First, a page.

Summer Church Memories
Late spring, early summertime is such a special time of the year. We have almost all reserved it for rest and relaxation. This is a fun time, a time for family picnics, occasional boatings, car outings and vacations. It is a time for reflection.
I believe it was the multi-talented humorist Will Rogers (Cherokee Nation 1875–1935) who once said, “that a day spent in procrastination was not a complete waste of time,” or something of that manner.
It is also a time for grass cutting, which was a preoccupying agenda along our former home on the Corrottoman River. Big spots of greenery in my parents’ yard were inhabited by clover. It was so special to ride through the clover, smell the fresh mown lawn and watch the bees flit hither and yon. I am reminded of a poem published in the July 1889 issue of Vick’s Illustrated Magazine. It is “In Clover,” by Eben E. Rexford (1848–1916). Read along with me.
“Lie me down in clover, where daises scatter snow, and the yellow bees fly over as my fancies come and go.
“Dwellers in a royal palace have not softer couch than mine; and, lo, here’s a lily chalice, brimming with the morning’s wine.
“Yonder brook sings low and softly; but I cannot catch its words, as they blend in silvery music with the notes of breeze and birds.
“In this sweet, still summer weather it is easy to forget that our life has toil or trouble, has a cloud, a jar, or fret.
“Why should we try to remember? It is well to dream and rest, and forget that we grow weary, though our dreams are dreams at best.
“Happy he who puts away thoughts of daily life and strife, who is deaf to din and discord jarring through the chords of life.
“Let me lie in clover, as a child on mother’s breast, and awhile the hours fly over, dream sweet dreams of peace and rest.”
Were I to lay upon clover today, it would take a gathering of borrowed, strong muscles to aright me. You wouldn’t want to see such.
Alas, I remember when my pink pudgy feet would wander through the clover. Now they are captive to steel arch supports in my diabetic shoes. Best I keep them that way, if you know what I mean? Still youthful remembrances abide. At heart, I am always a child.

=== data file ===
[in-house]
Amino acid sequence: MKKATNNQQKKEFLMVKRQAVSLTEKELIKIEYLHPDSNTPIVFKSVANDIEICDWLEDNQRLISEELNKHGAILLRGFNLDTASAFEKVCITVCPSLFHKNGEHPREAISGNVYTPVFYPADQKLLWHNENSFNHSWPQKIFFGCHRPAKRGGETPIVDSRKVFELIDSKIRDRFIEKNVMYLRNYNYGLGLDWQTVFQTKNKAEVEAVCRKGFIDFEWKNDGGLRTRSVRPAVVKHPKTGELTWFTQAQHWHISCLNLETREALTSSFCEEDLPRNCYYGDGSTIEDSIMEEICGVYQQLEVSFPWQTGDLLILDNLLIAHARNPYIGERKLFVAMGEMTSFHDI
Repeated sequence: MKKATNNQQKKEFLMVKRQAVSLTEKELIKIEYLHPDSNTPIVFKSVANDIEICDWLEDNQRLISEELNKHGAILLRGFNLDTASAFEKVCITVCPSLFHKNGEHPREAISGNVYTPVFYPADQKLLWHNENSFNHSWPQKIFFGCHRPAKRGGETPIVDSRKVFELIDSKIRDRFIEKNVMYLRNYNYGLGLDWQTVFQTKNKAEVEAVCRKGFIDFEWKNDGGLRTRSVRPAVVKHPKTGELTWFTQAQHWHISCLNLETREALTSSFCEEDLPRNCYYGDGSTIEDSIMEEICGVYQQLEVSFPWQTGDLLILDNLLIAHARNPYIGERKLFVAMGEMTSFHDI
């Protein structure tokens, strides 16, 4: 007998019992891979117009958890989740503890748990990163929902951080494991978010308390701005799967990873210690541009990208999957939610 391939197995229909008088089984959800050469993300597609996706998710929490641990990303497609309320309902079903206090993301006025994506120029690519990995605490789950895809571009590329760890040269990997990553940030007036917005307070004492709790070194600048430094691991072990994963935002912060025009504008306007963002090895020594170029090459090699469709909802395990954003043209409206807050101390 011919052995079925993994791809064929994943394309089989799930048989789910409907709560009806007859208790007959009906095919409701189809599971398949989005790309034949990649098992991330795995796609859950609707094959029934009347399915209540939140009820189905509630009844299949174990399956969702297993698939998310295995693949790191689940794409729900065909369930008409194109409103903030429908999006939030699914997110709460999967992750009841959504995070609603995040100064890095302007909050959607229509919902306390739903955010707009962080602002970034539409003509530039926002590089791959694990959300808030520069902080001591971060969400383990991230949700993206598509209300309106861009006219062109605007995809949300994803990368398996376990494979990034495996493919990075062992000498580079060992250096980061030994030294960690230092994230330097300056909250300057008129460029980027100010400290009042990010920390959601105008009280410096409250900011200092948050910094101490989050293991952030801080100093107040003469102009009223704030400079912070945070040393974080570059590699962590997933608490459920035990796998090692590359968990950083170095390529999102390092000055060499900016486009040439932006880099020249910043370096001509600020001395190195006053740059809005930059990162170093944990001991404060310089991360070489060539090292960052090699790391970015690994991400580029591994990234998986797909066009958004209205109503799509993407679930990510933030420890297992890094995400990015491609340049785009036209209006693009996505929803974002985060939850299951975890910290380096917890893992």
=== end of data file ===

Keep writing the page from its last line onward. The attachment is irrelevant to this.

‘Tis late May 2020 and I no longer walk nor ride through the clover. Bryan Keyser and his chaps now attend my clover and a plethora of green weeds. However, I maintain an appreciation for the laziness of summer.
Like so many others, I am missing church; or, rather I should more correctly state: I miss being with the loved ones established at Irvington Baptist Church. God has grown us into a sweet, caring fellowship. Ah well, soon maybe, soon.
Church has been a large part of my life, for all of my life. Some of my best church memories are of afternoon services, which were part of an all-day singing and dinner on the grounds. The women folk prepared all week for the feast laid out on truck bodies and hay wagons. More sophisticated churches had occasional one-bys nailed between trees and spread with assorted fine linens from this and that kitchen.
White enameled buckets held sugar-sweetened tea. Piles of sliced lemon rested in yellow pottery serving bowls. Nearby gallons of fresh lemonade held chill in ceramic jugs, with stainless steel push-button spouts. Fried chicken, roast beef, ham biscuits and assorted vegetables weighed down the tables. Then, my favorite spot on the banquet fare: dessert aplenty.
There was a camaraderie-beautiful on those summer church days. A morning service, while in the cool of the day. Prayers were hoisted, hymns were lifted, the word was preached and an offering given. Dismissed with a blessing to the shade we would go. Old friends and new would kindle warm the day. Tales of Brother Smith and Sister Sue and how they were missed spiced the meal. Say, who are those new young visitors?
The day slowed with heat and full tummies. With the sun moving behind the church we would go back inside. All the windows were open, and you could hear the laughter of the children playing ball and tag. Strains of soft music began as Sister Janice pumped the old organ. A chord or two into the hymn the always slightly out of tune piano, piloted by Sister Carol, joined voices. Those first few minutes were holy indeed. The medley of favorites drew the grown-ups inside.
As the day lengthened, eyes weighed heavy. Funeral home fans waved nostalgic. The prayers grew sweeter, the singing too. The afternoon message was always short, to the point and well spent. The soloists, guest quartets and duets brought tears to our eyes, thoughts to our minds and love to our hearts. As sunset threatened and evening storms brewed, we retreated to the yard to collect leftovers, exchange recipes, gather up the kids and repair the damage to church and grounds. Of course, we grumbled about all the work, the heat and how loud were the kids. The smiles said otherwise, the tears on departure too.